The Excelsior Award for Excellence is an award which honors the extraordinary achievements and public service of those who have overcome physical disabilities and other personal challenges.  The nominees will be presented their awards at a ceremony hosted by Assemblyman Hawley in the district within the next few weeks.

This year’s recipients are Jarred Saj and Erik Goodrich, nominated by the Arc of Orleans County and Genesee County ARC, respectively. 

Mr. Saj is a 29-year old charter member of the Self Advocacy All Stars and, as a passionate political watchdog, recently launched their Voter Registration Drive.  He encourages his peers to be self advocates and discusses with them the importance of voting, as well as lobby legislators to assure the needs of people with disabilities and reach out to the community at large.  Mr. Saj also works on Self Advocacy All Star’s fundraising and recreation committees, in addition to being a member of the Media Lions and the Ridgeway Volunteer Fire Department.

Mr. Goodrich is a participant of the “Prep for Life” College Program, which is a community based program teaching life and vocational skills to adults with disabilities with the goal of preparing them to live in a less structured environment and obtain meaningful employment.  As his confidence grew through the program, Mr. Goodrich has taken on the challenge of public speaking, including engagements at the National Day of Caring and with special education classrooms and developmental disabilities programs.  He has also been an active member of TEAM (Together Empowered Advocates Meet), a youth leadership project sponsored by Genesee ARC, through which he helped beautify a local park for an Earth Day project.  Mr. Goodrich is also an active member of many community organizations, including the Kiwanis’s Aktion Club, YMCA Challenger Sports Program, Genesee County Animal Shelter, the Richmond Memorial Library, ringing bells for the Salvation Army, the Genesee County Nursing Home, and the Austin Park Concession Stand, among others.

 

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December 12, 2008 - 1:44pm

Here in Orleans County, we have quite a dilemma on our hands. Last year, the Orleans County Legislature notified the public that we needed a new jail. The jail we have now is crowded and needs to expand. But due to our jail being landlocked (right now, the jail sits in downtown Albion next our courthouse, meaning there is no room for expansion) and the jail having serious wear and tear, we are in the market for a new jail.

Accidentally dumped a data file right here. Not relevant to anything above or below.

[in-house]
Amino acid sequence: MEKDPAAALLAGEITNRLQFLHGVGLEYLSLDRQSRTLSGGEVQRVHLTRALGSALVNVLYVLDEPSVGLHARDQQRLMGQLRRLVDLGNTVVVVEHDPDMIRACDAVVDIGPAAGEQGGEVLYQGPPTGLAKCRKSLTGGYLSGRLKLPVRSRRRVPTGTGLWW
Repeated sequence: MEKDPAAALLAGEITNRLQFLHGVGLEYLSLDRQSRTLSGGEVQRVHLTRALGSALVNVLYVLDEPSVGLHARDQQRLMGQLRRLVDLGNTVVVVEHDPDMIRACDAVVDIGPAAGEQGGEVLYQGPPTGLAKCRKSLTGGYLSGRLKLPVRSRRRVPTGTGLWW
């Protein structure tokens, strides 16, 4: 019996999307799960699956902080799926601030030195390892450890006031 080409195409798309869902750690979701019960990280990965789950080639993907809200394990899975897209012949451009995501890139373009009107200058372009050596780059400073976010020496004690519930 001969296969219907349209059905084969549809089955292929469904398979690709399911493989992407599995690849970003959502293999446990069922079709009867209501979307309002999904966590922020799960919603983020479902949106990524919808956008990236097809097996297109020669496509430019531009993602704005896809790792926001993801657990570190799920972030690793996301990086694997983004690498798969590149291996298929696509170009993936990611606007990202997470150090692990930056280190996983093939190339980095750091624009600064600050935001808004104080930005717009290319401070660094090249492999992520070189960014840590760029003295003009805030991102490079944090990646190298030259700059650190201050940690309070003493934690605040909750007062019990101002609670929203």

The county has formed a Jail Advisory Committee to address issues surrounding the construction of a new jail. However, the Orleans County Legislature decided a few months ago to pursue a study (which, according to news reports, the Genesee County Legislature agreed to) that would look into a regional jail shared between the two counties.

For some in Orleans County, this looks to be a great deal. The cost to build a jail in Orleans County has been projected to be between $20 million to $30 million, although the Legislature has not always been united on the cost. So sharing that burden with Genesee County might not be such a bad thing on the surface.

But I worry about this for a few reasons:

(1) Our jail was officially opened in the early 1970's. The Genesee County Jail, according to its website, was built in 1985. That tells me the two counties are at different points. Again, I'm not sure how necessary it is for Genesee County to build a new jail or join in with Orleans County on plans for a regional jail. That is why I'm writing this to get feedback from the citizens (and hopefully members of county government) in Genesee County.